When I was about 16, I was traveling with my grandmother through the Orlando area and we came across a small town known as Cassadaga. This is the site of a spiritualist community where they practice mediumship. My grandmother told me it was be interesting if I met with one of their spiritual teachers and she would pay for the time spent with them. I agreed because I was curious myself as to what would transpire. The buildings were old and there was moss covering many of them, it certainly had a creepy feel. I met with a woman named “Delilah”. Delilah proceeded to have me take regular playing cards and divide them into various sections. Somehow from this she was able to relate to me information about my past, present, and future. She told me I was a very old soul, that I would move to the Northeast, and that I was a monk in previous lives. Now, for some they automatically would say, well, you did move to the Northeast, and wow, you became a Comparative Religion scholar, so you must have been a monk in some ‘former life’. What I have concluded now, particularly in light of my psychological training, is this woman perceived my intellect (the old soul part), and she knew of my interest in various beliefs so she just capitalized on that. As far as moving to the Northeast, yes, that did occur, but that was far removed from her prediction, and based solely on coincidence. I am quite sure that if I make up details about a person, that it is likely one of those details might fit.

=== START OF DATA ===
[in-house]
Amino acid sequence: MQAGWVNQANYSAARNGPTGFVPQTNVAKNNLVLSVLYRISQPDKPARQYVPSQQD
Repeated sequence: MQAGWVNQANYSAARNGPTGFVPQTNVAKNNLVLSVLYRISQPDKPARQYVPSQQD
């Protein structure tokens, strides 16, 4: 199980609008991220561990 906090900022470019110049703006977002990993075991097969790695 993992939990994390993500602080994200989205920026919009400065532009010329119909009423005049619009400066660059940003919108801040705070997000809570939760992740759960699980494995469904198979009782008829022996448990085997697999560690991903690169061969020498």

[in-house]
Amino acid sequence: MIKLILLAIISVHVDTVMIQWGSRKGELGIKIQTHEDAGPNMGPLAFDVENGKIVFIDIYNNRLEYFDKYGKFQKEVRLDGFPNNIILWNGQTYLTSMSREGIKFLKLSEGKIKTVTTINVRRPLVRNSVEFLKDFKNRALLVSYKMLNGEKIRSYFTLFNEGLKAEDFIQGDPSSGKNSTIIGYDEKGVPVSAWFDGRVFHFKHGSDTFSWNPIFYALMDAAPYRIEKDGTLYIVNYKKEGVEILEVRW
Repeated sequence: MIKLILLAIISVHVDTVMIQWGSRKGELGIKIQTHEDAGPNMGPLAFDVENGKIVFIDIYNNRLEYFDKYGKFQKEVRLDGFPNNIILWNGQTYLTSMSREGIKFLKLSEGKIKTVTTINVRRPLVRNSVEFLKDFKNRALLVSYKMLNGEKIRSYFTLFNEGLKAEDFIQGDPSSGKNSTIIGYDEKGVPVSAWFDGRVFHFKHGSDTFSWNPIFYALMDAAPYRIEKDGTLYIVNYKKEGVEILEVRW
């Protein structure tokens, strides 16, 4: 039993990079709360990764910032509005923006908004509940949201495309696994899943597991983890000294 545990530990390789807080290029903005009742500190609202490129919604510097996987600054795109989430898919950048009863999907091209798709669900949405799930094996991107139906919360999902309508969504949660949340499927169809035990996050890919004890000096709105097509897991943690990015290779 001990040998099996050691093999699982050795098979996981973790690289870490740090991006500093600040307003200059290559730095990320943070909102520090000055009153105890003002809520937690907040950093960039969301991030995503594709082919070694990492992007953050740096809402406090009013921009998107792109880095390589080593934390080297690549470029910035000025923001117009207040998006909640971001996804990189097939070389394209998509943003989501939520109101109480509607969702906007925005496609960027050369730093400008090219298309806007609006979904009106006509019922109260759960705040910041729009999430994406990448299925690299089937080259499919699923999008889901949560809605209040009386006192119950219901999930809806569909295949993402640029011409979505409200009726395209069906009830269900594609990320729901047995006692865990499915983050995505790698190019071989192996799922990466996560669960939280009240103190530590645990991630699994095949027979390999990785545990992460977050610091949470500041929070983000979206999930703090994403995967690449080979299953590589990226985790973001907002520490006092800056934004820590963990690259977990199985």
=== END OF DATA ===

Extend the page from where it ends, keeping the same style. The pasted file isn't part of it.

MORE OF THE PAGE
When at the University of Florida, I frequently encountered the Hare Krishna’s. I had to duck from their Frisbees that they would be throwing in the square at the University. The Krishna’s served a great lunch and it was cheap. It was mainly various curries and vegetable goo. I did not realize it at the time but later found out that this food was offered in a ritual in the Temple before being served to students and others. I went to their Temple as I was exploring the Krishna’s for a course I was taking. When I entered, I was taken back by a wax statue of their deceased leader, Swami Prabhupad. It was very realistic looking. The service began with people playing a harmonium and chanting in Sanskrit, and then a curtain being opened and incense being waved before a statue of Krishna that eerily had large, dark eyes. The chanting continued. After the food was offered, it would be served to the congregants. I remember one man there who identified as an atheist. One of the Krishna’s asked, “why do you keep coming to the Temple if you do not believe?” He responded, “Because you keep inviting me, and the food is pretty good.” The Krishnas could be seen every Friday on the street corner dressed in pink or orange robes, jumping, chanting, and handing out flowers and cookies. As I got to know a few and after visiting their Temple a few times, I caught on to a number of things. Though they espoused no drug use, this was common. Most of the members were college drop-outs. So, their tactic was to hang around the campus, look for students who were struggling and convince them that their problems will be solved by chanting the names of Krishna!